Unit 280 is a logic tree connected to the output lines from counter 275. Unit 280 together with logic units 281, 282, 283 and 284 serve to provide a parity bit of 1 on output line 285 if there is an even number of 1's in all of the interior bits between the input line 285 to register 175 and the range bit on register 176. The gain control states on lines A-D are generated by a gain control circuit 300, FIG. 7. This circuit senses through NOR gate 301 the states of the two most significant bits of the digital data in counter 275. The two bits are sensed and if either is a binary "one", then the circuit 300 will operate to reduce the gain. Zeros on both of the inputs to NOR gate 301 indicate that the signal level applied to the controlled gain amplifier section 210-214 is less than quarter scale of the analog signal range that the amplifier can accommodate. The object of a circuit 300 is to adjust the gain of the amplifiers 210-214 so that the signal level is at a point slightly below the quarter range point. Circuit 300 operates to permit rapid compression of the gain but a controlled longer period increase in gain. This is done by employing a counter 302. Counter 302 is connected from NOR gate 301 by way of a line 303 leading to one input of a NAND gate 304. Line 303 is connected by way of an inverter 305 and NAND gate 306 to an input of a NAND gate 307. The output of NAND gate 307 is connected to the clock input of counter 302. The output of NAND gate 304 is connected to the reset input of counter 302. The second input of NAND gate 307 is connected from the Q8 output terminal of counter 302 by way of an inverter 310. The output of NAND gate 307 is also connected by way of line 311 to the clock input of an up/down counter 320. Line 303 from NOR gate 301 is connected to the up/down (directional) control terminal of counter 320. The four output lines 321 from counter 320 are selectively connected to logic units 281 and 282 of the parity generator. Lines 322 representing the three least significant bits of counter 320 are connected to the three gain bit terminals of shift register 176 for transmission along with the seismic data digital code from the DAU to a master station.
A NOR gate 323 is connected to all four of the output lines 321 and thence to one input of a NOR gate 324. The second input of NOR gate 324 is supplied by the output of a NAND gate 325 connected at its input to the four lines 321 and at its output through an inverter. The output of NOR gate 324 is connected to one input of a NOR gate 326 the output of which is connected to the enable input terminal of counter 320. The second input of NOR gate 326 is connected to line 303 in common with the second input of each of the NAND gate 304 and inverter 305. The second input to gates 304 and 306 is supplied by way of control line 327. Control line 327 leads from a sequencer unit to be described.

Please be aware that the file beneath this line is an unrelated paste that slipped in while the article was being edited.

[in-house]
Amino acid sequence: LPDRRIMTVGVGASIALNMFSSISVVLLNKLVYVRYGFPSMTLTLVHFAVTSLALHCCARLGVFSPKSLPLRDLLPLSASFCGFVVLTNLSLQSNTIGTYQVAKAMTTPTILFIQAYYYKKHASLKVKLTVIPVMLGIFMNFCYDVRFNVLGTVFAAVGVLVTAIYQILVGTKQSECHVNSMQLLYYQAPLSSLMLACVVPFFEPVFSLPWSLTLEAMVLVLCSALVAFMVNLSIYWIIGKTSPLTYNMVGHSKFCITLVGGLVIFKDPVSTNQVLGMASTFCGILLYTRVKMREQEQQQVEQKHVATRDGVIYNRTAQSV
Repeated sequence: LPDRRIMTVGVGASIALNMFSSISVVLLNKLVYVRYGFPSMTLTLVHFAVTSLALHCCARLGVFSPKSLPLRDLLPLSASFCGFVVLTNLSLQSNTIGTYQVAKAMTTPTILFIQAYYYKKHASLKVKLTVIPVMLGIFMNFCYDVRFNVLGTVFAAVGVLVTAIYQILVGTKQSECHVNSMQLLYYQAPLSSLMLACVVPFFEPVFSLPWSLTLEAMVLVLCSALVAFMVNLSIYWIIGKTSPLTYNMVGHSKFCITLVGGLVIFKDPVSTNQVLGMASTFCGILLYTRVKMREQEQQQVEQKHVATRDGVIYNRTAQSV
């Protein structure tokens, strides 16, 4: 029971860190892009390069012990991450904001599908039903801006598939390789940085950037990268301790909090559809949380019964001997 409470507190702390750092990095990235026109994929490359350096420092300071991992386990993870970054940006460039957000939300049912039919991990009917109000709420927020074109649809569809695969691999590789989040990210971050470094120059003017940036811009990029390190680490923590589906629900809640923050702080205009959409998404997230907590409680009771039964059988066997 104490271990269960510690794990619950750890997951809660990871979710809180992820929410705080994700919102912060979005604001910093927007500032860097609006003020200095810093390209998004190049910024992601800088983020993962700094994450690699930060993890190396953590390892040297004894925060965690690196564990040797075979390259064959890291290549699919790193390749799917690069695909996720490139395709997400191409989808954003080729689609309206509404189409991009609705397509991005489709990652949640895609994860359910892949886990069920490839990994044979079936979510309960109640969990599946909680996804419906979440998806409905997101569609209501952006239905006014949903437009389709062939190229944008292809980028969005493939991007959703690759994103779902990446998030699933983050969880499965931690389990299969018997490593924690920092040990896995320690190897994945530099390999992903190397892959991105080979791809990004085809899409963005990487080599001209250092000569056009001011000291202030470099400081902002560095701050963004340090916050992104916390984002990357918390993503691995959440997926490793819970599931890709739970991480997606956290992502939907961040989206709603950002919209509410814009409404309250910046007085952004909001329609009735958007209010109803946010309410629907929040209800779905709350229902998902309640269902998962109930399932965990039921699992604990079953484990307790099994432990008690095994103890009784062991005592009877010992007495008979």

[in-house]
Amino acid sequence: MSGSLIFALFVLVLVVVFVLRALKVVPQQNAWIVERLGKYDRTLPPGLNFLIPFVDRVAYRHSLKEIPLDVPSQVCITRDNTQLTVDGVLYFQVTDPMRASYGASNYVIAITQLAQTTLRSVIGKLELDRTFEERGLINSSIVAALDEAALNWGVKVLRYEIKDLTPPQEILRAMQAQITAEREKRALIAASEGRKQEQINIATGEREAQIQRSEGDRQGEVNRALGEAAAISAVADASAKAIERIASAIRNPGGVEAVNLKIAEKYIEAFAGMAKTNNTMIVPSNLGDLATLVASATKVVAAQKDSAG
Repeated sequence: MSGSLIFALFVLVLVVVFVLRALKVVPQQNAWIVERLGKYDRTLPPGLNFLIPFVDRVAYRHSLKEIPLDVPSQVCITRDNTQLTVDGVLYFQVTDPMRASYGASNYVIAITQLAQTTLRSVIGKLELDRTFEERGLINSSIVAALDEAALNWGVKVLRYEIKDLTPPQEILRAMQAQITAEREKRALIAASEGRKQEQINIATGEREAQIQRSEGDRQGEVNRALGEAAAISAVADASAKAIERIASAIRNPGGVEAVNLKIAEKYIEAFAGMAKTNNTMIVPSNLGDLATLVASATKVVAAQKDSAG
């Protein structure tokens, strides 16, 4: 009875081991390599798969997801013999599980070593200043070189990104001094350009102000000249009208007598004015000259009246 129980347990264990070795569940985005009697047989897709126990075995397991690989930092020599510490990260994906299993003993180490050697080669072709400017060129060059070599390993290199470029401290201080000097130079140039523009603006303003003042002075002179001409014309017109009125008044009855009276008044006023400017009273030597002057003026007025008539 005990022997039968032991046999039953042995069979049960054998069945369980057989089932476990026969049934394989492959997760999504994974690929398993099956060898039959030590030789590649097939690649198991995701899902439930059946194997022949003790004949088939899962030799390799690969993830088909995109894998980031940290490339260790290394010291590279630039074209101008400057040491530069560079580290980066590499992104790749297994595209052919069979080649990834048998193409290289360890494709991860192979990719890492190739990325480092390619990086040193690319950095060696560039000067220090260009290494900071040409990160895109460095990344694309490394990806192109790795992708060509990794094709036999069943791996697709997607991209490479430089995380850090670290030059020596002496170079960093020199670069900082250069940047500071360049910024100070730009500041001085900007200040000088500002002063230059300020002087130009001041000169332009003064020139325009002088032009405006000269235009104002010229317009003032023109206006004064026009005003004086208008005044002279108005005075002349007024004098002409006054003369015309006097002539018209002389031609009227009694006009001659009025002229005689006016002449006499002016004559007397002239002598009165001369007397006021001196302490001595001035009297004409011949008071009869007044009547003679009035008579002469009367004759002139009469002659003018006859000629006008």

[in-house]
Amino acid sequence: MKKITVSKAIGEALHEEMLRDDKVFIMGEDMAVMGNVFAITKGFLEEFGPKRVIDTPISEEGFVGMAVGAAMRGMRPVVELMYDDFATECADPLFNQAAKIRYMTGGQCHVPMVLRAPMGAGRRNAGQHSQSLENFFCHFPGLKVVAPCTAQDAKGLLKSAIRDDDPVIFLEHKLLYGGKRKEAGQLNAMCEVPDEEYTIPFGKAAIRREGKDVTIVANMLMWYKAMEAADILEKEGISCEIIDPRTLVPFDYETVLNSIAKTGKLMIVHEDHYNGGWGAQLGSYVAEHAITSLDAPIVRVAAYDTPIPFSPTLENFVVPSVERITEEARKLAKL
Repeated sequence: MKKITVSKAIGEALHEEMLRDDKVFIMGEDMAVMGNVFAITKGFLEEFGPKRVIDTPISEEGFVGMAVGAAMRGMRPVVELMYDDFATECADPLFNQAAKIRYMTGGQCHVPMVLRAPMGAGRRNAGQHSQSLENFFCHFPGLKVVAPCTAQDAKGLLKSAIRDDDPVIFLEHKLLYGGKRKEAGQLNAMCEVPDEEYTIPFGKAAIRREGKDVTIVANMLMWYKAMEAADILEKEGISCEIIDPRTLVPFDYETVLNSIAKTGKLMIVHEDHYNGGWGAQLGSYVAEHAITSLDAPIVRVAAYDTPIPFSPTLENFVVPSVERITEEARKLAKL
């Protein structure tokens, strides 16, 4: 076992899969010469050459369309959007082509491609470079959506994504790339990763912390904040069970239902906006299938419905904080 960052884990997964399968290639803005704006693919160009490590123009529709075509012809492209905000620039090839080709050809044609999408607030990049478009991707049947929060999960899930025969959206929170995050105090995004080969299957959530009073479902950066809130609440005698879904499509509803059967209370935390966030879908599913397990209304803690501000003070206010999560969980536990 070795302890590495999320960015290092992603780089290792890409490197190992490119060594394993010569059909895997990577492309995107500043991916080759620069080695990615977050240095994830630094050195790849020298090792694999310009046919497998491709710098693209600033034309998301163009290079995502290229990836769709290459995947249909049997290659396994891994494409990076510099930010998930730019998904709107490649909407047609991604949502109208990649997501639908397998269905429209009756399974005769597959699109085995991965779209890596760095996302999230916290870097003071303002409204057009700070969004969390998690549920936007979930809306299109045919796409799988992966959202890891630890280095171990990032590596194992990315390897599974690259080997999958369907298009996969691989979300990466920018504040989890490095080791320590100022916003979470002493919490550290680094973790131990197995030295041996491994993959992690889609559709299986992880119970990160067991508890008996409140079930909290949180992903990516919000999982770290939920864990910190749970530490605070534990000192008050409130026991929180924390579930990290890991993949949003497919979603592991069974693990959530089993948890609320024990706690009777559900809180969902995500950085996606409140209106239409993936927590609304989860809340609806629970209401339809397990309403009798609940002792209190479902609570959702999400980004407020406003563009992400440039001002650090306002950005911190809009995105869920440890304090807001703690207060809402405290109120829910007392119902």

Lines 321 are common to the gain control lines A-D, respectively, extending to the gain control input terminals of the amplifier section 210-214.
The line 303 from NAND gate 301 leading to the up/down terminal of counter 320 determines whether or not the counter will count up or down. If the signal on line 303 is low, pulses on control line 327 are routed directly through gates 306 and 307 and line 311 to the clock input of counter 320. If the signal on line 303 is high, then control pulses on line 327 are routed through NAND gate 304 to the counter 302. Counter 302 will then provide an output which passes through gate 307 to the clock input line 311 of counter 320. An output pulse from counter 302 occurs only after a preset number of counts in counter 302 has been achieved, i.e., it operates as a divider. Counter 302 in one embodiment of the invention was a counter which would provide an output on the basis of one out of 128 input pulses, i.e., it was a divide by 128 counter. This counter, therefore, determines the ratio between the gain compression rate and the gain expansion rate. The gain compression rate can be substantially instantaneous. The gain expansion rate is 1/128th of the compression rate. In a typical installation, the compression rate was of the order of 24,000 db per second and the expansion rate was of the order of 186 db per second.